Downing Street has insisted a former senior official does not speak for the Prime Minister after he claimed Theresa May had been “exasperated” by Justine Greening before sacking her.
Nick Timothy accused the former education secretary of “putting the brakes” on policies like free schools and standing in the way of a review which could have allowed universities to charge varying fees to increase competition.
The PM’s former chief of staff said Ms Greening was unpopular with officials and frustrated reformers.
She walked out of the Government on Monday after turning down Mrs May’s offer of a move to the work and pensions brief.
Writing in the Daily Telegraph, Mr Timothy, who left Number 10 after being blamed for the Tories’ lacklustre election campaign last year, said: “Greening was unpopular with officials, she frustrated reformers, and she exasperated the Prime Minister.
“Charged with making Britain ‘the world’s great meritocracy’, she put the brakes on policies that work, like free schools, and devised bureaucratic initiatives of little value.”
Theresa May’s former chief of staff Nick Timothy (Dominic Lipinski/PA)
Ms Greening never dissented in public over Mrs May’s proposals to allow new grammars and increase sponsorship of state schools by universities, private schools and the Catholic church, but “stalled as far as she could”, Mr Timothy said.
He denied allegations that he “orchestrated” the Putney MP’s dismissal, but made no secret of his disdain for her record, accusing her of succumbing to a change-resistant educational establishment which he termed “the blob”.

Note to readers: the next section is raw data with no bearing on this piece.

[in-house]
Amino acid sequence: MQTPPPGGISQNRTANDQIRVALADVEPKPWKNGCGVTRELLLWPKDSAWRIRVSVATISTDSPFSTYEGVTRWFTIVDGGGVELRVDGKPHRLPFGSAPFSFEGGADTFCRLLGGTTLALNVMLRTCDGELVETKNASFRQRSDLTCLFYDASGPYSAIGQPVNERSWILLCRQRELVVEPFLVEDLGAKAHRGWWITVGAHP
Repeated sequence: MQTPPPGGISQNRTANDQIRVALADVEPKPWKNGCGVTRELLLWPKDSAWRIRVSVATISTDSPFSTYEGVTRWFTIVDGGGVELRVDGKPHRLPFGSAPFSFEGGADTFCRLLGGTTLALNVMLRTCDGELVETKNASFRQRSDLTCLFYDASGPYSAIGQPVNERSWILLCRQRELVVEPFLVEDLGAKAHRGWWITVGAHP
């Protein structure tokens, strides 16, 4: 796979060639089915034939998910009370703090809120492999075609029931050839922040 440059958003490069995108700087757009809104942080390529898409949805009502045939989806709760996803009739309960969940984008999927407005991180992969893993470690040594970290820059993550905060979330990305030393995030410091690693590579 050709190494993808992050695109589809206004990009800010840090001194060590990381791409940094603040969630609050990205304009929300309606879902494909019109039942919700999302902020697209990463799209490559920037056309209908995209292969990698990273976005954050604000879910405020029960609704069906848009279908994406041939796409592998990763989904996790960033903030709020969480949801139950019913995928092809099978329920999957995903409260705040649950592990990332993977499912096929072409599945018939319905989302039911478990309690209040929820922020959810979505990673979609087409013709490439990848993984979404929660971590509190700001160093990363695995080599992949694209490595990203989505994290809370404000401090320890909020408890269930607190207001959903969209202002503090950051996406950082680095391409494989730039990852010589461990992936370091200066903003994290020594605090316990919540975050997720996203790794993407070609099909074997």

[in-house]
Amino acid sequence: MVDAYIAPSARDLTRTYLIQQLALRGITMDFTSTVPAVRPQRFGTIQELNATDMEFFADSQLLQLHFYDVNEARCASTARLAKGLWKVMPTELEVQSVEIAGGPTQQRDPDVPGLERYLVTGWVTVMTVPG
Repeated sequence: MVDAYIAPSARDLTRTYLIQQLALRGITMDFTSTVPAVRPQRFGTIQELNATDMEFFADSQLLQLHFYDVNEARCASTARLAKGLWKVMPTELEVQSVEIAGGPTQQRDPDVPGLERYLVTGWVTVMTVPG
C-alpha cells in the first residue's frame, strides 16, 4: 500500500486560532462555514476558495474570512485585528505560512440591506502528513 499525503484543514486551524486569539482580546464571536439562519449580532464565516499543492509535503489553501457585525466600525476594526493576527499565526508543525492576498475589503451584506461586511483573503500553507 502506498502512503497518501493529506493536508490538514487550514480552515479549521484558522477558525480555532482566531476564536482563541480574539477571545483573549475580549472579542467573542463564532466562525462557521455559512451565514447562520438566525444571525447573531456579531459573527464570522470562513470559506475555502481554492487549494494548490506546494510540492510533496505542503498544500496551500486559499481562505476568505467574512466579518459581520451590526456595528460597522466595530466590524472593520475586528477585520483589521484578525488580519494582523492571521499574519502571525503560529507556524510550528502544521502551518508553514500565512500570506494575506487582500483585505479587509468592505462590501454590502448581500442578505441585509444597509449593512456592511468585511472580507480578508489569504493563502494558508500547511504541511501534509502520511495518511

No 10 refused to say whether Mrs May and Mr Timothy had spoken recently but attempted to distance the PM from the comments.
The Prime Minister’s official spokesman said: “Nick Timothy left Downing Street more than seven months ago and he doesn’t speak for the Prime Minister or for the Government.”
Mr Timothy’s criticisms of Ms Greening were rejected by former universities minister Jo Johnson, who worked under her at the Department for Education from 2016 to 2018.
Mr Johnson, who became a minister in the Department for Transport and minister for London in this week’s reshuffle, tweeted: “So wrong, this stuff re Justine Greening – she supported me in every single reform we undertook of our universities, was a terrific colleague and faultlessly loyal.”
Prominent anti-Brexit backbencher Anna Soubry voiced concern at the idea that Mr Timothy may still exert any influence in Downing Street, tweeting: “Disappointed & surprised the man who helped lose us our majority & was sacked from No 10 is still in charge…”
Ms Greening did not address the criticism as she spoke in the Commons for the first time since leaving the Cabinet.
She congratulated Amber Rudd on taking the women and equalities brief she had held alongside her work as education secretary.
The Home Secretary praised Ms Greening for the “enormous good work that she did in this role”.